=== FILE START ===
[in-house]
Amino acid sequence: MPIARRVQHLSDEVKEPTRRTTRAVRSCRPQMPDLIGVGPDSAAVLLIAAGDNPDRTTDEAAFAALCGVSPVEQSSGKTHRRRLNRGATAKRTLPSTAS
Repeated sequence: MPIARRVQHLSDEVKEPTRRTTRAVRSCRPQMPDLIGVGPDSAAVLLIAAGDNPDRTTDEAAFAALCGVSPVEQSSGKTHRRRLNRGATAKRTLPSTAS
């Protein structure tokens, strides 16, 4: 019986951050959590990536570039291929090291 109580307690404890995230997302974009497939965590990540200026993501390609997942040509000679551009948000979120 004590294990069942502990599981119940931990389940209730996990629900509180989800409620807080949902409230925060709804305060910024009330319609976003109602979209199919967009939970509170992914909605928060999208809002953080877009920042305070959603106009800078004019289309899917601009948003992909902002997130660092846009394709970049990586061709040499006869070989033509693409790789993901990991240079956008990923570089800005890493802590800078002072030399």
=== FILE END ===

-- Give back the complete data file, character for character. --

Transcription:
[in-house]
Amino acid sequence: MPIARRVQHLSDEVKEPTRRTTRAVRSCRPQMPDLIGVGPDSAAVLLIAAGDNPDRTTDEAAFAALCGVSPVEQSSGKTHRRRLNRGATAKRTLPSTAS
Repeated sequence: MPIARRVQHLSDEVKEPTRRTTRAVRSCRPQMPDLIGVGPDSAAVLLIAAGDNPDRTTDEAAFAALCGVSPVEQSSGKTHRRRLNRGATAKRTLPSTAS
């Protein structure tokens, strides 16, 4: 019986951050959590990536570039291929090291 109580307690404890995230997302974009497939965590990540200026993501390609997942040509000679551009948000979120 004590294990069942502990599981119940931990389940209730996990629900509180989800409620807080949902409230925060709804305060910024009330319609976003109602979209199919967009939970509170992914909605928060999208809002953080877009920042305070959603106009800078004019289309899917601009948003992909902002997130660092846009394709970049990586061709040499006869070989033509693409790789993901990991240079956008990923570089800005890493802590800078002072030399």